I dont hear of many people using poly. It may be a purist convention
to use other kinds of finish and no poly, but I really like how the
bowl looks with gloss poly on it when you sand thru 180 to 400 grit
paper, polish it with rouge and a wheel, then apply poly's.

jimmmyhttp://handturnedbowls.biz

On Jul 25, 4:57 pm, TWW wrote:

Many years ago I attended a presentation by a guy who wrote on the
psychology of computer programming. He put a picture up on the screen
and asked people to find all the defects. There was a wide range of
numbers from people in the audience but nobody found them all.


The reason I bring this up is I have a problem with noticing torn
endgrain on bowls at least until after I put some finish on when all
the defects often appear out of the blue. Do the experts in this group
use teir fingers to find defects, expert vision or some other magic
techniques? Thanks for the ideas.



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Default 'Seeing' torn endgrain

On Wed, 25 Jul 2007 13:57:58 -0700, TWW wrote:

Many years ago I attended a presentation by a guy who wrote on the
psychology of computer programming. He put a picture up on the screen
and asked people to find all the defects. There was a wide range of
numbers from people in the audience but nobody found them all.

The reason I bring this up is I have a problem with noticing torn
endgrain on bowls at least until after I put some finish on when all
the defects often appear out of the blue. Do the experts in this group
use teir fingers to find defects, expert vision or some other magic
techniques? Thanks for the ideas.


I wet sand most of my stuff with natural Danish oil...
Along with "popping" the features out, it also seems to spotlight every tool
mark and tearout..


mac

Please remove splinters before emailing
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Default 'Seeing' torn endgrain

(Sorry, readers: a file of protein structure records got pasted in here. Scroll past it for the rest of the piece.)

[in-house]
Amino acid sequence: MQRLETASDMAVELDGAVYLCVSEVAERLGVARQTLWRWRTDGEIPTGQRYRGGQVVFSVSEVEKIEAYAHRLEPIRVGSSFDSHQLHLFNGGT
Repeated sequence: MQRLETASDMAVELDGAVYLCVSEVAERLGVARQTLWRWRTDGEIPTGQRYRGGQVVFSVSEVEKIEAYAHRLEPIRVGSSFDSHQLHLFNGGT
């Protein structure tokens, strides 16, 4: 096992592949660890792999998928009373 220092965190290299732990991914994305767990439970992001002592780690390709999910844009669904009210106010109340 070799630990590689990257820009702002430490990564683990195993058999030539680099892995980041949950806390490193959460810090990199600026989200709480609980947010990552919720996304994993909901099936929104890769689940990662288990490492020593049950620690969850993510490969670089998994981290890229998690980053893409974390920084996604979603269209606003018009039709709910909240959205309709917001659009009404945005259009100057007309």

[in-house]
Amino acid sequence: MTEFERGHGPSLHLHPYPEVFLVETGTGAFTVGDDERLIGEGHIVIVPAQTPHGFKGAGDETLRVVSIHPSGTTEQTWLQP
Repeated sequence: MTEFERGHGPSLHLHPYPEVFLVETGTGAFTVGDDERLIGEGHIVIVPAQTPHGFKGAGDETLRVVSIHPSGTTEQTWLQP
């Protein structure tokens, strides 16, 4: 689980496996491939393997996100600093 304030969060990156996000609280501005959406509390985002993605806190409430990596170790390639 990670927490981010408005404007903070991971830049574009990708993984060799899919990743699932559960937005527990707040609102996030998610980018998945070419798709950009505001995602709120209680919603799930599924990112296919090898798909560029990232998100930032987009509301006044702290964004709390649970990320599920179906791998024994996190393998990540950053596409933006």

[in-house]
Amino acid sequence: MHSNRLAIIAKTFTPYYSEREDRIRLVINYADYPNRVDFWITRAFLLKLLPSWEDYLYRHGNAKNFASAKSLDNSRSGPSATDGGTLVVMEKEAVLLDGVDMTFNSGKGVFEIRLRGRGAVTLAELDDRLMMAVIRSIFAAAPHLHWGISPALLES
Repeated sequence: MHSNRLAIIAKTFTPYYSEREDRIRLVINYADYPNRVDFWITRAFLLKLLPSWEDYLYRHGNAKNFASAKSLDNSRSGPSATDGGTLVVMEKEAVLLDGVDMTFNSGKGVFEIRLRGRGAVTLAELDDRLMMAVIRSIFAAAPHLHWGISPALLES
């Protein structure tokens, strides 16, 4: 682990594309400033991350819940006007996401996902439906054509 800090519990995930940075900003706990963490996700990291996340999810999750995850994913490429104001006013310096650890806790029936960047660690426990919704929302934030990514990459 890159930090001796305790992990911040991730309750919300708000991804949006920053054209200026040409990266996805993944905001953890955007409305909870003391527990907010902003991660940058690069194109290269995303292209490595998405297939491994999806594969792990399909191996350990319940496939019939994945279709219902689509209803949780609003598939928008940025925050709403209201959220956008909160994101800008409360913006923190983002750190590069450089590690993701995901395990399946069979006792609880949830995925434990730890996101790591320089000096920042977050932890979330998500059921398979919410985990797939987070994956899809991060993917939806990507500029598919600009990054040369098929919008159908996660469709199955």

On Thu, 26 Jul 2007 06:44:08 -0700, robo hippy wrote:

Having good light is also a must. I got one of the BlueMax High
Definition Lamps that are advertised in Woodturning Design. It is a
full spectrum light, and shows up all those defects that you see when
you take the bowl out into the sunlight. This makes a huge difference
in what you can see. Of course I also have to have my glasses on.

robo hippy

For sure...
I have good natural light in the shop for a few hours each morning, and if
possible I save my sanding and oiling for those times...

I've also moved my buffing system outside, to catch the sunlight so I can check
the piece in natural light before going to the next wheel...

Years ago, I sanded and primed a truck in my garage... I thought it looked
GREAT!
Moved it out into natural light and saw all the scratch marks, bondo that looked
round under the florescent but had flat spots, etc... yuk!


mac

Please remove splinters before emailing


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Default 'Seeing' torn endgrain

On Jul 25, 8:06?pm, Fred Holder wrote:
On Jul 25, 12:57 pm, TWW wrote:

Incidentally, torn endgrain is best fixed with a very sharp tool if

you have enough meat left in the piece to stand another pass or two.
It often takes a lot of heavy sanding to eliminate torn end grain and
you must start with something like 60 or 80 grit. I the early days of
my turning, I often used 35 or 40 grit to take care of torn grain. You
then have to go through the grits, with each new one removing the
scratches from the previous grit.

Good Luck,

Fred Holder
http://www.fholder.com



Another technique that is useful to have in your bag of tricks is to
rub paste wax into the area(s) of recalcitrant grain. This presumably
makes the fibers "stand up" and cut more cleanly-either with a sharp
tool or with sandpaper. With a tear-y piece of wood, I like to use
the wax with firly coarse (80 to 120 ) grit sanding

Kip Powers
Rogers, AR